Gradually, Then Suddenly

*I write a column called Life North of 50 for the Merritt Herald, and this blog post was published in the Herald on May 4, 2023.*


In my previous column for the Merritt Herald I wrote about how the world changes gradually, then suddenly {also known as the Hemingway Effect, coined after his 1926 novel “The Sun Also Rises”}. Small changes happen over a period of time until one day, the world is a different place. This does not only apply to the world in general, but also - and maybe even more so - to our daily lives. When you’re living life north of 50, this is how everything seems to happen. Something different hurts every day, and all of a sudden you’re faced with a life-changing situation.


About six years ago, my husband started noticing that he didn’t feel safe and secure standing on a ladder anymore; then kneeling gave him trouble, then the leg cramps started. Symptoms kept adding up and it seemed like that’s just how it is now and you just keep pushing and keep working {hello, Generation X!} until one day the diagnosis of degenerative motor-neuron disease came and his world was suddenly a different place.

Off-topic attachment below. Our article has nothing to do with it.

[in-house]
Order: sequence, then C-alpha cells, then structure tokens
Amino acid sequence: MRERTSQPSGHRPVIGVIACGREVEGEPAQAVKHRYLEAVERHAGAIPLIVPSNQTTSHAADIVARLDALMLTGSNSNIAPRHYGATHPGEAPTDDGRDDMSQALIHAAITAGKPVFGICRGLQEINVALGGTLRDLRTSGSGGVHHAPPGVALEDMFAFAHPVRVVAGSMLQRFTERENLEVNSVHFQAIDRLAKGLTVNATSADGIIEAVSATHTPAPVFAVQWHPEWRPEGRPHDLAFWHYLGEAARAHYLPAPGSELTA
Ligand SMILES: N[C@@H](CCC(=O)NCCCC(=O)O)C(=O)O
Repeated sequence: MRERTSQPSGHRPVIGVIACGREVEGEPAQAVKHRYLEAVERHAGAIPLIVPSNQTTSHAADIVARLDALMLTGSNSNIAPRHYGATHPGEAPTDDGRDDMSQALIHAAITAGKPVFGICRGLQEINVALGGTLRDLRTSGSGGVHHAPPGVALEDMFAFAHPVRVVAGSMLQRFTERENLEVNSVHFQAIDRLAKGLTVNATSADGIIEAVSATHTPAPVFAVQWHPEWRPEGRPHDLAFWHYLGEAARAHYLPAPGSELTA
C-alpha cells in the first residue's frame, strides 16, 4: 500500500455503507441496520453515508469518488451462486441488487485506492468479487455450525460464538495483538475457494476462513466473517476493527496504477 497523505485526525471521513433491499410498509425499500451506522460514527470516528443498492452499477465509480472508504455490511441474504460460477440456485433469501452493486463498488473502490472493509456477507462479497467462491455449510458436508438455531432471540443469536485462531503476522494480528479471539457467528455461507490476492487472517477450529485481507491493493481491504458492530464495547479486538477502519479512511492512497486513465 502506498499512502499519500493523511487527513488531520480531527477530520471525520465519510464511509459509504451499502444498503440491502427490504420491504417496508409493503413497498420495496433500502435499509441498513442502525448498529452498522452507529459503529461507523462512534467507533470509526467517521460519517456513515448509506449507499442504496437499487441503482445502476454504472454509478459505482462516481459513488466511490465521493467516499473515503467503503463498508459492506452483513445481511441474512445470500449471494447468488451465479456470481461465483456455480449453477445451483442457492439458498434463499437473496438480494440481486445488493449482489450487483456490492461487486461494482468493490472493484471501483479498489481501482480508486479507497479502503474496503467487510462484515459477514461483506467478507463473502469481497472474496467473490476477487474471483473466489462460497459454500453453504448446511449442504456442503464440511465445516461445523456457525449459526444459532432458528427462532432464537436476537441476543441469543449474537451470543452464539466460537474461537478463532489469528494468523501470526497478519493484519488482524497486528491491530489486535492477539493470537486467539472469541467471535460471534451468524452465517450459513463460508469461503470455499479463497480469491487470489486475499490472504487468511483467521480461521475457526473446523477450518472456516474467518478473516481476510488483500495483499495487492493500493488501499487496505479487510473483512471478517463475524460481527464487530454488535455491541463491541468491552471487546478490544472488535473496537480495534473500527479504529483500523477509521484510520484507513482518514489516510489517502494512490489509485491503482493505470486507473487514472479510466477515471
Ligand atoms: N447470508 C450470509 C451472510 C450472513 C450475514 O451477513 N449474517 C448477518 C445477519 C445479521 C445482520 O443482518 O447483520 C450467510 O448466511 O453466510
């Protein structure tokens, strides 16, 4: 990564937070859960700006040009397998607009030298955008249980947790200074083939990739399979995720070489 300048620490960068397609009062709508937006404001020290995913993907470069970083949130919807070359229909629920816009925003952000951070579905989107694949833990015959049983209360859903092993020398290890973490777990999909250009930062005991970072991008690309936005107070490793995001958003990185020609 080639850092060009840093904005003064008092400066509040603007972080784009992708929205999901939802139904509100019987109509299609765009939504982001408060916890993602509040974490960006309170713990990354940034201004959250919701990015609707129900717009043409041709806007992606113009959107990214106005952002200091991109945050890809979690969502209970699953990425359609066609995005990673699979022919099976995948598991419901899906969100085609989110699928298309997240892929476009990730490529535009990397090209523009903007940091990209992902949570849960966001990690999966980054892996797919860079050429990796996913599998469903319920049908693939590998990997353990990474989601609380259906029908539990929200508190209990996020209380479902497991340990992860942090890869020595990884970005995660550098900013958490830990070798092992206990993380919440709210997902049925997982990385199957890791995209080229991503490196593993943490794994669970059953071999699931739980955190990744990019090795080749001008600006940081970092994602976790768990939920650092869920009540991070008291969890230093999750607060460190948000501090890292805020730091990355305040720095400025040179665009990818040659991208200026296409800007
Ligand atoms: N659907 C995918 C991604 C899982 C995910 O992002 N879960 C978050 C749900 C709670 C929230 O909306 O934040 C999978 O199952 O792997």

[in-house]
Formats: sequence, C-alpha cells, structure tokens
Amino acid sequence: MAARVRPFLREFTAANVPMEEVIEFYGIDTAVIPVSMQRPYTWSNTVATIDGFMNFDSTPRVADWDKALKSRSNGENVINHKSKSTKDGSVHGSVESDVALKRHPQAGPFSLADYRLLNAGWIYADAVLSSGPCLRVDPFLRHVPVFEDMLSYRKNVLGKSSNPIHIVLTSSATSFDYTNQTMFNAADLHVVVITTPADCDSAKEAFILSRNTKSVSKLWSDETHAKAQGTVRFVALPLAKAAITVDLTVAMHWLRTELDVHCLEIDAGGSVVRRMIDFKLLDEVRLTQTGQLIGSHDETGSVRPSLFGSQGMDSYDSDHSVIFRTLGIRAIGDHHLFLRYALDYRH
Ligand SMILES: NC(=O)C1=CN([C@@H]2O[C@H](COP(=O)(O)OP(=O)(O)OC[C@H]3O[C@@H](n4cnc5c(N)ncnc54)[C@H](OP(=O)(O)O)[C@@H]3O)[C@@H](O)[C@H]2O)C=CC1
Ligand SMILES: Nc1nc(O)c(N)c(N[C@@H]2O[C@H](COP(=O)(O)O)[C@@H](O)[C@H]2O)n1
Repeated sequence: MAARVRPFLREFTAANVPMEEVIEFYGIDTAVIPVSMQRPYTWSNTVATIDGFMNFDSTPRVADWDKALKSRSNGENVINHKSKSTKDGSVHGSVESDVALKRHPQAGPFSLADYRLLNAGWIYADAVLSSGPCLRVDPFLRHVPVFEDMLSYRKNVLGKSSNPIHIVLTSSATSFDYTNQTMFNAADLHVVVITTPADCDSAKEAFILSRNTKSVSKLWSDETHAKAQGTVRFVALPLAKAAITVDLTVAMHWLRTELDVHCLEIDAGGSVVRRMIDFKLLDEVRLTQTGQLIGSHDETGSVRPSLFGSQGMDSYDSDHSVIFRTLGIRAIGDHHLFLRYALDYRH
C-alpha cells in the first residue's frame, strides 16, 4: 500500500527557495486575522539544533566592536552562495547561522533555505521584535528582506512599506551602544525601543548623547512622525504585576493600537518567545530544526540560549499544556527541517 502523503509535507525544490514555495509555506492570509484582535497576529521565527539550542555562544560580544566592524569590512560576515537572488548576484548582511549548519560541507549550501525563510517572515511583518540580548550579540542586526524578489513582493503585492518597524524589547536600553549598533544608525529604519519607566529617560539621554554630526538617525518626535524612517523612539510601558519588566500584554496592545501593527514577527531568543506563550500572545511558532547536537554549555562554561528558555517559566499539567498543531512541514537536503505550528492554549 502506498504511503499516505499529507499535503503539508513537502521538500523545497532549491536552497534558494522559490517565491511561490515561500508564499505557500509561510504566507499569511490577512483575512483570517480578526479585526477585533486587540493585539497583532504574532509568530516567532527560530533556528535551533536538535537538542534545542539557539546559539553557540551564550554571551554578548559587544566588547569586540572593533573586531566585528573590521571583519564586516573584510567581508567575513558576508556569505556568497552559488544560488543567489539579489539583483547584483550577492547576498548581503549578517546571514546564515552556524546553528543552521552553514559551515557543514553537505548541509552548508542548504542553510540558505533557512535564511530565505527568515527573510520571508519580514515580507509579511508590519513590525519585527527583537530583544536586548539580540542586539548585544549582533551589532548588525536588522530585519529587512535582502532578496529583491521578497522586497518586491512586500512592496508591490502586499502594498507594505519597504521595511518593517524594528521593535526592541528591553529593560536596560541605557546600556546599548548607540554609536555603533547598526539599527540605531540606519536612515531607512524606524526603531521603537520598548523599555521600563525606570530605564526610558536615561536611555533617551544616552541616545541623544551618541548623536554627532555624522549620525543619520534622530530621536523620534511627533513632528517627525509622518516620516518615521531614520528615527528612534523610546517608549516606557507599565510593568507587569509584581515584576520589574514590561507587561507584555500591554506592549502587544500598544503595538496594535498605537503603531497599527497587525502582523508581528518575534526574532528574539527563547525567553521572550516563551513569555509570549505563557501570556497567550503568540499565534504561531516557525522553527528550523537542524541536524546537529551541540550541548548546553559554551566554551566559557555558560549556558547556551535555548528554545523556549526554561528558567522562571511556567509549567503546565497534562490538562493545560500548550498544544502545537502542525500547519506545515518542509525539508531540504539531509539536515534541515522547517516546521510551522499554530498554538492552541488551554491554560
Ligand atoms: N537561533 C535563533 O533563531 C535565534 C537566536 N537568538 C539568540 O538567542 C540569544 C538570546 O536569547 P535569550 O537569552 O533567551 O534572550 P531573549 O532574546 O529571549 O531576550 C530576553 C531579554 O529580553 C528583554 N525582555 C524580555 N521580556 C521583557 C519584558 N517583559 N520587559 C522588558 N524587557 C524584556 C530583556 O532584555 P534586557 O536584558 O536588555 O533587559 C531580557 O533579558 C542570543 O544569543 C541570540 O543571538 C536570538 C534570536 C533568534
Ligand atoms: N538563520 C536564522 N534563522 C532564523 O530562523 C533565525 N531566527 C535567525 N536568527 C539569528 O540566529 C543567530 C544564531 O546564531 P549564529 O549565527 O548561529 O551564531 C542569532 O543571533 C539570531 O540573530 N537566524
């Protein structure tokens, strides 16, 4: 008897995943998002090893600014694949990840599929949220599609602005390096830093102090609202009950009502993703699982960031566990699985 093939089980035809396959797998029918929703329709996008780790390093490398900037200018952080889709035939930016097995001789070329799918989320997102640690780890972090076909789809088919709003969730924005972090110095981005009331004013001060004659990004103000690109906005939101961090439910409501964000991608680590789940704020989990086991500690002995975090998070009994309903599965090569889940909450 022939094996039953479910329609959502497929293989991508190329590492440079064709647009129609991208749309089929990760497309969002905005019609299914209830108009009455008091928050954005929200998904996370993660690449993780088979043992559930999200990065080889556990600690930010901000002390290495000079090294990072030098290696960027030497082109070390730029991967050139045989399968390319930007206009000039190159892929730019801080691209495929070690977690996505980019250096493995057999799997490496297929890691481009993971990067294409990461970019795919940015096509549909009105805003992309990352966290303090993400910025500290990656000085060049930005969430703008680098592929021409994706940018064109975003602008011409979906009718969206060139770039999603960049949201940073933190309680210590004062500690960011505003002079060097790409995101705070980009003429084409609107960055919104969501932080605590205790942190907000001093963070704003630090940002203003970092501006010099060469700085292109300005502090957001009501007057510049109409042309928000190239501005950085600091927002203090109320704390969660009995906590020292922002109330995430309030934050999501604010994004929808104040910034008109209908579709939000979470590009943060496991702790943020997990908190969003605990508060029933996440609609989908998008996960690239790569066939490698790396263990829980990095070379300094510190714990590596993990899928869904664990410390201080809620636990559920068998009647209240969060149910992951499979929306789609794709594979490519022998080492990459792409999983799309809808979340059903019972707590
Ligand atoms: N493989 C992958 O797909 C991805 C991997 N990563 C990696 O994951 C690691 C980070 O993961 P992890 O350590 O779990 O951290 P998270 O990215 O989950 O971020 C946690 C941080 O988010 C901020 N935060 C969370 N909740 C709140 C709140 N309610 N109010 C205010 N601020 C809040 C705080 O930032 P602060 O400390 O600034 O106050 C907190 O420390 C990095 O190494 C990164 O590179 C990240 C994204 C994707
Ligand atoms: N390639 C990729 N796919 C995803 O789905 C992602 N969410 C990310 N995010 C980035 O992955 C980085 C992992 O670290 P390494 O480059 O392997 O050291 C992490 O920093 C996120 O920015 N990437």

In my husband’s case it didn’t make a difference that he kept up with regular blood tests and doctor visits and whatever else preventative testing was offered, but maybe in your case, it will make a difference. All those little symptoms that seem more like a bother than anything serious? Take them seriously. Get to the bottom of them, before your world is suddenly a different place. Physical and mental symptoms, they are equally important. If you’re anything like me - a stubborn Gen X-er with an attitude - then you’re probably used to just keep going, no matter what. Calling in sick? For wussies. Seeing a doctor? Definitely not. Talking to a counsellor? LOL. Except that you really should do all of those things, in fact you must. I think that’s one thing we can learn from the younger generations: taking good care of ourselves. Let’s learn this so we can stick around longer and teach the younger generations everything else, ok?